The new public protector says she will leave the dispute over the state capture report prepared by h.
Phumzile Lamula was overcome with joy when Sowetan paid a visit to her tiny home in Lehae on the Golden Highway.
Lamula lives with her two sons and three of her late sister's children in a oneroomed RDP house.
The house is neat and filled with her eldest son Sifiso's wooden sculptures.
Neat vegetable beds border the house on three sides and are the family's main source of food.
Sifiso has dropped out of school and is looking for a job to help his mother support the family. Lamula has to pay transport costs for three of the children to attend school at the Jackson squatter camp.
Lamula is fighting to access R1,2 million that her younger son, Sibusiso, was given as compensation by the Road Accident Fund after an accident.
The child has had no chance of attending a remedial school or receive top-class medical care.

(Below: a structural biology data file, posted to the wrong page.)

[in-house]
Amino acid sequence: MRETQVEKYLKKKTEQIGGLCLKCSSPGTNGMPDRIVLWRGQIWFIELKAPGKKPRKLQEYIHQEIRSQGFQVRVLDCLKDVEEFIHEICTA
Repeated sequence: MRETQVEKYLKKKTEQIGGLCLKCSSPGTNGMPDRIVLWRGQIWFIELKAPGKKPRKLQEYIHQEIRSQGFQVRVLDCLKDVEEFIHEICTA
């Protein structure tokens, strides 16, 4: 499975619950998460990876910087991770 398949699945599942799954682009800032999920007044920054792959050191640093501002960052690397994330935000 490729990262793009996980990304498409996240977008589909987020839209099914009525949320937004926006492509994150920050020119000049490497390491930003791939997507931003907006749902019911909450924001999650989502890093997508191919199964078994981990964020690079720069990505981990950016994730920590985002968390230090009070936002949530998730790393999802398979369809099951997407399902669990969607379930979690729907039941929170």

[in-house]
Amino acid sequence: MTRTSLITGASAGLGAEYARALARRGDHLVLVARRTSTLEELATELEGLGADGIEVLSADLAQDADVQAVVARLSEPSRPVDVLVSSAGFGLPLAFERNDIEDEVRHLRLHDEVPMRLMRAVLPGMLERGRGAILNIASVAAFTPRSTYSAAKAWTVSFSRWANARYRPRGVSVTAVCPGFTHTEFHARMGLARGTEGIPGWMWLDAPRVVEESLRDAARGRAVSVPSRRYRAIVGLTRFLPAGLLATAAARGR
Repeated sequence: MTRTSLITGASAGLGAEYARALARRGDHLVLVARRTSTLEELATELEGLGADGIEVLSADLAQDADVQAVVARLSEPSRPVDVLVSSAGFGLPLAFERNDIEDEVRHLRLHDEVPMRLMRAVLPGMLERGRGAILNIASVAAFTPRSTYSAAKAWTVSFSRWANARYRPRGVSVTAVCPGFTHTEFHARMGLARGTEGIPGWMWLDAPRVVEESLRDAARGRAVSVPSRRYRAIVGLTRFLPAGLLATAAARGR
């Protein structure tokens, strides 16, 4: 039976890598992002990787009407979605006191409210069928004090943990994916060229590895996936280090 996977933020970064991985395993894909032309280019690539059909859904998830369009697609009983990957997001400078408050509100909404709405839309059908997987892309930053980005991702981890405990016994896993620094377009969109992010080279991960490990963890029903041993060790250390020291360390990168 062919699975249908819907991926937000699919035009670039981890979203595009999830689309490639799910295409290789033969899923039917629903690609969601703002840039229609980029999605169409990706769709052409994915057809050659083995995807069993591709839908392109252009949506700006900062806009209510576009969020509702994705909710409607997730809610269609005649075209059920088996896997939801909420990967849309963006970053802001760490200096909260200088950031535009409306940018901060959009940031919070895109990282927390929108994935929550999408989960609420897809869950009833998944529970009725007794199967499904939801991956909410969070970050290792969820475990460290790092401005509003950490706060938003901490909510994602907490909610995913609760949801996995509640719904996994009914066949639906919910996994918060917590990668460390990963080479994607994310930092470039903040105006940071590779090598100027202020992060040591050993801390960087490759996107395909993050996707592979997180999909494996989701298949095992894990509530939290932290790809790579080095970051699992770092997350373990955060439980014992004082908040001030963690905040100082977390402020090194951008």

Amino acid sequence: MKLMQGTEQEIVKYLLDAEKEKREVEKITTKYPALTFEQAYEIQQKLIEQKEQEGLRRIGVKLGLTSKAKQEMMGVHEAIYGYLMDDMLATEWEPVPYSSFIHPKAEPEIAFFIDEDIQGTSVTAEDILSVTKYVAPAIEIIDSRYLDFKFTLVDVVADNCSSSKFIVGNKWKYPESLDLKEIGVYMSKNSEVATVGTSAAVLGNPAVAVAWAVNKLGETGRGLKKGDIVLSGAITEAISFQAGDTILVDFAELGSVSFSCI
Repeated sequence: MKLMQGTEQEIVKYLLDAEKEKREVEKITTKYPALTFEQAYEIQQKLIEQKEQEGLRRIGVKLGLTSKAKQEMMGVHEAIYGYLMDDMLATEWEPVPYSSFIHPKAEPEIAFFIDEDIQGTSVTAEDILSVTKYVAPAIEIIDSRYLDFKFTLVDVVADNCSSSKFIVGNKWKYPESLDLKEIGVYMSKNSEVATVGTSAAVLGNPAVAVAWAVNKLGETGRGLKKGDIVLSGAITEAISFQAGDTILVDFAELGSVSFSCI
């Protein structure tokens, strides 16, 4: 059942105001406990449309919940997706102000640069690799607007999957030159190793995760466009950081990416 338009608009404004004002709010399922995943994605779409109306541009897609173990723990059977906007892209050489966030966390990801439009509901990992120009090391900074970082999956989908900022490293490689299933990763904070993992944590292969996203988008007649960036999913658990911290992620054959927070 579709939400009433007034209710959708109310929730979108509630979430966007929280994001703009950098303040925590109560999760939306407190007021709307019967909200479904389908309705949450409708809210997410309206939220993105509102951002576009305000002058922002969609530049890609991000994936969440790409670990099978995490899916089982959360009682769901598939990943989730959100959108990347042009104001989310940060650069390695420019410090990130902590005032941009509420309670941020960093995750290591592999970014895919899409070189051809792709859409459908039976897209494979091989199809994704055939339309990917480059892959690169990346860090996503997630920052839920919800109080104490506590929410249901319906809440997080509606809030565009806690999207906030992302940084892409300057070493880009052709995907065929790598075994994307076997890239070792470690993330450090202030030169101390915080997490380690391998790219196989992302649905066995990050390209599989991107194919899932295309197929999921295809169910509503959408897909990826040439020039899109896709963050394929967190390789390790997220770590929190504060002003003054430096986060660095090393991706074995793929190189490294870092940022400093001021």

The lawyers in charge of the claim, Raphael and David Smith, allegedly invested the money without her consent.
The family lives from hand to mouth despite the hefty payout two years ago.
Transvaal Judge President Bernard Ngoepe has promised to monitor Lamula's claim against the law firm.
"As master of the Supreme Court and guardian of all children, I want to help," he said.
Ngoepe assured Lamula that his office would look into her son's case.
Aarthi Thumberan of Raphael and David Smith said Lamula had instructed them to invest the money, but they are willing to alter her instructions if she so wishes.
But Lamula says she never asked them to invest the money.
Mama Angel visited the family with groceries and slippers from John Craig.
"I thank Mama Angel for coming to my home," Lamula says. "I also thank Thuli Zungu for helping unravel my case. I am so happy."
All Sibusiso wants is a car, and the family needs a bigger house.